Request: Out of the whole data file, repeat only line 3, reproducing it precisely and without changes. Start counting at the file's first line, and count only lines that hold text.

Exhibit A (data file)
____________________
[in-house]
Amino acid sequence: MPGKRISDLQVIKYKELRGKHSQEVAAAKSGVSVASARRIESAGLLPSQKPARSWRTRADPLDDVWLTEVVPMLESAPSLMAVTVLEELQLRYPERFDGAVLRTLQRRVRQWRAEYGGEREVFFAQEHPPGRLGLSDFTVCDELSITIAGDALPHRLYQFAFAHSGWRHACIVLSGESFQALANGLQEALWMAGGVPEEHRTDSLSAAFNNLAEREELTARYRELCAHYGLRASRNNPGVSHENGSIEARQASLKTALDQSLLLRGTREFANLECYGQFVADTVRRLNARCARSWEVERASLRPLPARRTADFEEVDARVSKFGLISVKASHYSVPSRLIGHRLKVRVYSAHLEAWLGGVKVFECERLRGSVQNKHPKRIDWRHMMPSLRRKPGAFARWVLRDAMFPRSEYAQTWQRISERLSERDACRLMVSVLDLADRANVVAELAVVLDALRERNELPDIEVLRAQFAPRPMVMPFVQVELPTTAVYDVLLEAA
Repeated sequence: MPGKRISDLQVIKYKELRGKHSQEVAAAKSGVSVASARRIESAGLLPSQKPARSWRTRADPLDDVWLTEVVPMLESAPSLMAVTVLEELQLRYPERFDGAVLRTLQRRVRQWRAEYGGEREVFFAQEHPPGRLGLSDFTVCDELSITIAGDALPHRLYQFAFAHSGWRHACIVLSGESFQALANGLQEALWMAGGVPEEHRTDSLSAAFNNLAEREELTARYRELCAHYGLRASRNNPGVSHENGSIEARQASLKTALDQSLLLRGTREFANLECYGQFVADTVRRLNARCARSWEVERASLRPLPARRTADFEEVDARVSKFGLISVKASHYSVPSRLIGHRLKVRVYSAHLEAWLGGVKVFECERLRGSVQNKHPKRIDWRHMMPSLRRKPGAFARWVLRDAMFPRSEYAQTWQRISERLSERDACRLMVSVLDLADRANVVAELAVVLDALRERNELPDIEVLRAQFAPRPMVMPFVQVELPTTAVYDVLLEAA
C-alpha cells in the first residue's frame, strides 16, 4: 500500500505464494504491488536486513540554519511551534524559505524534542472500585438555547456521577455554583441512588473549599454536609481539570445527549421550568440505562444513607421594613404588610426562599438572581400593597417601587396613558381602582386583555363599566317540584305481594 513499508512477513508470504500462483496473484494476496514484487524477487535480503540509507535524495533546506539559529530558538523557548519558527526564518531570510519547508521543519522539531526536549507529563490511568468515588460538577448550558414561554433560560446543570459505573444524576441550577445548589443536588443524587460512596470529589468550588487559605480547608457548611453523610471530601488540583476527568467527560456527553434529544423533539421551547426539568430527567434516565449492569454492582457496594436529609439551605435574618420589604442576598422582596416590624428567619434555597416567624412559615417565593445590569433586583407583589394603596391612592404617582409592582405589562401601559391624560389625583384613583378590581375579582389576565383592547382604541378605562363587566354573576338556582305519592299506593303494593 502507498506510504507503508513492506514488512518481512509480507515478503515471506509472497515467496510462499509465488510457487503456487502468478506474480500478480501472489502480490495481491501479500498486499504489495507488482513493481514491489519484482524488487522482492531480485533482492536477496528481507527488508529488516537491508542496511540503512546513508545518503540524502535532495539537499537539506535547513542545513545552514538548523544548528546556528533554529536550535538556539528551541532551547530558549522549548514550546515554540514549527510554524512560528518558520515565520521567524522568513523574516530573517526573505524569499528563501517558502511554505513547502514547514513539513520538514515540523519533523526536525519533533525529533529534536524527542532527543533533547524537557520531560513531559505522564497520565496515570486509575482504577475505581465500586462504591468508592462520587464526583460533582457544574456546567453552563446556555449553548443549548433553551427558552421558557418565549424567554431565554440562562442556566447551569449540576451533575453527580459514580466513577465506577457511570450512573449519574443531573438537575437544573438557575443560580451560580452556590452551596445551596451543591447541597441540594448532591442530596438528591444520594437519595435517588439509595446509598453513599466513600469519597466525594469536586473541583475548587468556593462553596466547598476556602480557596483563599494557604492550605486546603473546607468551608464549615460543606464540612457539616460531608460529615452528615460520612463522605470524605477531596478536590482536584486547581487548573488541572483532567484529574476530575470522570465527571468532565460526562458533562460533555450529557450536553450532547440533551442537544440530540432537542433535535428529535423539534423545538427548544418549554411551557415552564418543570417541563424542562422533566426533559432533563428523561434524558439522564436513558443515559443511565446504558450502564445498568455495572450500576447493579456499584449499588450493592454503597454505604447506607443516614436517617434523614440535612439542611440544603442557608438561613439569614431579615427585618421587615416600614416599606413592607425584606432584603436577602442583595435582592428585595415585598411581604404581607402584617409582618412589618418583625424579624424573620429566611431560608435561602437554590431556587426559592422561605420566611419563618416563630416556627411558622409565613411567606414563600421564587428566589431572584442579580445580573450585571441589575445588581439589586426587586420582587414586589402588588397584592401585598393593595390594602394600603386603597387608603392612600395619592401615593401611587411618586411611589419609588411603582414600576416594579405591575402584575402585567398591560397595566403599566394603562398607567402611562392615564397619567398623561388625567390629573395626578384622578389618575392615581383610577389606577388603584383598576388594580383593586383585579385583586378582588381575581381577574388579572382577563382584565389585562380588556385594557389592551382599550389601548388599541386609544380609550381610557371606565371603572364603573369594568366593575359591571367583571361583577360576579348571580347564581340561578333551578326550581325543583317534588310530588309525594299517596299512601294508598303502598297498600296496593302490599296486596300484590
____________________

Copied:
Repeated sequence: MPGKRISDLQVIKYKELRGKHSQEVAAAKSGVSVASARRIESAGLLPSQKPARSWRTRADPLDDVWLTEVVPMLESAPSLMAVTVLEELQLRYPERFDGAVLRTLQRRVRQWRAEYGGEREVFFAQEHPPGRLGLSDFTVCDELSITIAGDALPHRLYQFAFAHSGWRHACIVLSGESFQALANGLQEALWMAGGVPEEHRTDSLSAAFNNLAEREELTARYRELCAHYGLRASRNNPGVSHENGSIEARQASLKTALDQSLLLRGTREFANLECYGQFVADTVRRLNARCARSWEVERASLRPLPARRTADFEEVDARVSKFGLISVKASHYSVPSRLIGHRLKVRVYSAHLEAWLGGVKVFECERLRGSVQNKHPKRIDWRHMMPSLRRKPGAFARWVLRDAMFPRSEYAQTWQRISERLSERDACRLMVSVLDLADRANVVAELAVVLDALRERNELPDIEVLRAQFAPRPMVMPFVQVELPTTAVYDVLLEAA